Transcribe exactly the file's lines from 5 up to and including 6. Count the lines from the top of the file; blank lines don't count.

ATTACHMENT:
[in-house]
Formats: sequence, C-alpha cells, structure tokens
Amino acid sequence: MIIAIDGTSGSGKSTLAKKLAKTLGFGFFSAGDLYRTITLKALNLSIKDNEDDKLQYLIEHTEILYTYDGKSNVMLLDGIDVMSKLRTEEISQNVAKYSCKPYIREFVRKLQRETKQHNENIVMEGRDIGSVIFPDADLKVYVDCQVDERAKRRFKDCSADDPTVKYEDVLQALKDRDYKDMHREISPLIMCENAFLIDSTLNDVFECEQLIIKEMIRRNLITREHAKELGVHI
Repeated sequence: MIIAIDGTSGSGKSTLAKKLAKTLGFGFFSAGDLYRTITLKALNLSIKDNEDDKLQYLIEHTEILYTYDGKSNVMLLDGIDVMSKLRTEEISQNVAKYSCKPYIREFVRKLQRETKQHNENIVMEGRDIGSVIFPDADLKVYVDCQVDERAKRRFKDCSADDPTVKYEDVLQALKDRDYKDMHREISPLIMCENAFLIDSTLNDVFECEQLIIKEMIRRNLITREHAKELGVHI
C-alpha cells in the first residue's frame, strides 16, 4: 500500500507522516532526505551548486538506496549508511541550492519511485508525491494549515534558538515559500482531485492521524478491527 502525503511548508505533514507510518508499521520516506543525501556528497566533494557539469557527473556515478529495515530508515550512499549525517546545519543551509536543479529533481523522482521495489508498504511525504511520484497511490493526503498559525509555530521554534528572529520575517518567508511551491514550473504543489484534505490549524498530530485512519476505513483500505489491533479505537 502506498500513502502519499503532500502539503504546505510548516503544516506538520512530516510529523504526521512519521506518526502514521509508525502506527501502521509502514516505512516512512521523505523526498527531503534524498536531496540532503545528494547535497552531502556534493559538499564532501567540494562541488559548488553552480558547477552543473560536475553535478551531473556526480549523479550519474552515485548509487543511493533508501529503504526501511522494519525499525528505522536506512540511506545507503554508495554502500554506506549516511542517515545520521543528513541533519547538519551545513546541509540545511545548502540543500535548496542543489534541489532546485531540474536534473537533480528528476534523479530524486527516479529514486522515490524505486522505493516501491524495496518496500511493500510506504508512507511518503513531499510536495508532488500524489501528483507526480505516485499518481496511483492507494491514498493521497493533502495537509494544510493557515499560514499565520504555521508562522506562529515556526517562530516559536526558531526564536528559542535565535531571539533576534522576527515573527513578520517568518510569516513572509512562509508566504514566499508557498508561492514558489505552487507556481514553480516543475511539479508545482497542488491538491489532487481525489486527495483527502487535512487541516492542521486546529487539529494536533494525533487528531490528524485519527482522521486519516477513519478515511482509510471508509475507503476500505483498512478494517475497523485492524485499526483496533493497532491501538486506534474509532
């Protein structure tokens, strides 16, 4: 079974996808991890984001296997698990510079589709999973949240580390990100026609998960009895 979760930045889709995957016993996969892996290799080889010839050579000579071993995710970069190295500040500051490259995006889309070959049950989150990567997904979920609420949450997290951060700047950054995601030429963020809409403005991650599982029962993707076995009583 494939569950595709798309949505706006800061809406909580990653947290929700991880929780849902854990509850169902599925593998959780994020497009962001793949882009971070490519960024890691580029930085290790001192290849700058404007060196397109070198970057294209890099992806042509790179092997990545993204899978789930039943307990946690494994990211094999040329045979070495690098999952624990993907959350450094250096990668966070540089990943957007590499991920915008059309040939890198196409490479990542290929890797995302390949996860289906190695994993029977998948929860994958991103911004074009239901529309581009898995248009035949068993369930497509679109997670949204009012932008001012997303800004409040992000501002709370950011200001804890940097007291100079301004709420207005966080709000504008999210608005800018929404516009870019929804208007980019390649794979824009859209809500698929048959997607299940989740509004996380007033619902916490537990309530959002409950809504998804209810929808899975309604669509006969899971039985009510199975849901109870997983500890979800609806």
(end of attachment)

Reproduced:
C-alpha cells in the first residue's frame, strides 16, 4: 500500500507522516532526505551548486538506496549508511541550492519511485508525491494549515534558538515559500482531485492521524478491527 502525503511548508505533514507510518508499521520516506543525501556528497566533494557539469557527473556515478529495515530508515550512499549525517546545519543551509536543479529533481523522482521495489508498504511525504511520484497511490493526503498559525509555530521554534528572529520575517518567508511551491514550473504543489484534505490549524498530530485512519476505513483500505489491533479505537 502506498500513502502519499503532500502539503504546505510548516503544516506538520512530516510529523504526521512519521506518526502514521509508525502506527501502521509502514516505512516512512521523505523526498527531503534524498536531496540532503545528494547535497552531502556534493559538499564532501567540494562541488559548488553552480558547477552543473560536475553535478551531473556526480549523479550519474552515485548509487543511493533508501529503504526501511522494519525499525528505522536506512540511506545507503554508495554502500554506506549516511542517515545520521543528513541533519547538519551545513546541509540545511545548502540543500535548496542543489534541489532546485531540474536534473537533480528528476534523479530524486527516479529514486522515490524505486522505493516501491524495496518496500511493500510506504508512507511518503513531499510536495508532488500524489501528483507526480505516485499518481496511483492507494491514498493521497493533502495537509494544510493557515499560514499565520504555521508562522506562529515556526517562530516559536526558531526564536528559542535565535531571539533576534522576527515573527513578520517568518510569516513572509512562509508566504514566499508557498508561492514558489505552487507556481514553480516543475511539479508545482497542488491538491489532487481525489486527495483527502487535512487541516492542521486546529487539529494536533494525533487528531490528524485519527482522521486519516477513519478515511482509510471508509475507503476500505483498512478494517475497523485492524485499526483496533493497532491501538486506534474509532
């Protein structure tokens, strides 16, 4: 079974996808991890984001296997698990510079589709999973949240580390990100026609998960009895 979760930045889709995957016993996969892996290799080889010839050579000579071993995710970069190295500040500051490259995006889309070959049950989150990567997904979920609420949450997290951060700047950054995601030429963020809409403005991650599982029962993707076995009583 494939569950595709798309949505706006800061809406909580990653947290929700991880929780849902854990509850169902599925593998959780994020497009962001793949882009971070490519960024890691580029930085290790001192290849700058404007060196397109070198970057294209890099992806042509790179092997990545993204899978789930039943307990946690494994990211094999040329045979070495690098999952624990993907959350450094250096990668966070540089990943957007590499991920915008059309040939890198196409490479990542290929890797995302390949996860289906190695994993029977998948929860994958991103911004074009239901529309581009898995248009035949068993369930497509679109997670949204009012932008001012997303800004409040992000501002709370950011200001804890940097007291100079301004709420207005966080709000504008999210608005800018929404516009870019929804208007980019390649794979824009859209809500698929048959997607299940989740509004996380007033619902916490537990309530959002409950809504998804209810929808899975309604669509006969899971039985009510199975849901109870997983500890979800609806």